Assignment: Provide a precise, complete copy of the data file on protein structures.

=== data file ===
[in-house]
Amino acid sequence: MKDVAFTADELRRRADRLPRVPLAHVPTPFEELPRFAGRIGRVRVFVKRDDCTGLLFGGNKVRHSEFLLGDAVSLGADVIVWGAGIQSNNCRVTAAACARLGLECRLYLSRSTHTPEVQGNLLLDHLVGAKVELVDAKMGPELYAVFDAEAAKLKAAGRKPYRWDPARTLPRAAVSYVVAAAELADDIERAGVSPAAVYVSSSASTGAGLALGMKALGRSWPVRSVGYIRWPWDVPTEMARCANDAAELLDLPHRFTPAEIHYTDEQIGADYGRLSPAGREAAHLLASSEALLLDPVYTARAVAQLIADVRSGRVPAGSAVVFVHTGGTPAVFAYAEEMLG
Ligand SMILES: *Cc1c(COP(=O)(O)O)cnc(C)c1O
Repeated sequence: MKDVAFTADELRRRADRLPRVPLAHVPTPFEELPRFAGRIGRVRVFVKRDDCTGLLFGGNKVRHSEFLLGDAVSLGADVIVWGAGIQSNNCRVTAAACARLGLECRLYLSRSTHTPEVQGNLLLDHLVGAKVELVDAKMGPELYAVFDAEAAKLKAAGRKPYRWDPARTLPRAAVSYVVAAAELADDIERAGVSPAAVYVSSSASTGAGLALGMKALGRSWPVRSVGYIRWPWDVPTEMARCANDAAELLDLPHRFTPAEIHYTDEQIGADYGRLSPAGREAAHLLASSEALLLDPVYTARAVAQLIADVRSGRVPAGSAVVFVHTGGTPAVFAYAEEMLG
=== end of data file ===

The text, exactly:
[in-house]
Amino acid sequence: MKDVAFTADELRRRADRLPRVPLAHVPTPFEELPRFAGRIGRVRVFVKRDDCTGLLFGGNKVRHSEFLLGDAVSLGADVIVWGAGIQSNNCRVTAAACARLGLECRLYLSRSTHTPEVQGNLLLDHLVGAKVELVDAKMGPELYAVFDAEAAKLKAAGRKPYRWDPARTLPRAAVSYVVAAAELADDIERAGVSPAAVYVSSSASTGAGLALGMKALGRSWPVRSVGYIRWPWDVPTEMARCANDAAELLDLPHRFTPAEIHYTDEQIGADYGRLSPAGREAAHLLASSEALLLDPVYTARAVAQLIADVRSGRVPAGSAVVFVHTGGTPAVFAYAEEMLG
Ligand SMILES: *Cc1c(COP(=O)(O)O)cnc(C)c1O
Repeated sequence: MKDVAFTADELRRRADRLPRVPLAHVPTPFEELPRFAGRIGRVRVFVKRDDCTGLLFGGNKVRHSEFLLGDAVSLGADVIVWGAGIQSNNCRVTAAACARLGLECRLYLSRSTHTPEVQGNLLLDHLVGAKVELVDAKMGPELYAVFDAEAAKLKAAGRKPYRWDPARTLPRAAVSYVVAAAELADDIERAGVSPAAVYVSSSASTGAGLALGMKALGRSWPVRSVGYIRWPWDVPTEMARCANDAAELLDLPHRFTPAEIHYTDEQIGADYGRLSPAGREAAHLLASSEALLLDPVYTARAVAQLIADVRSGRVPAGSAVVFVHTGGTPAVFAYAEEMLG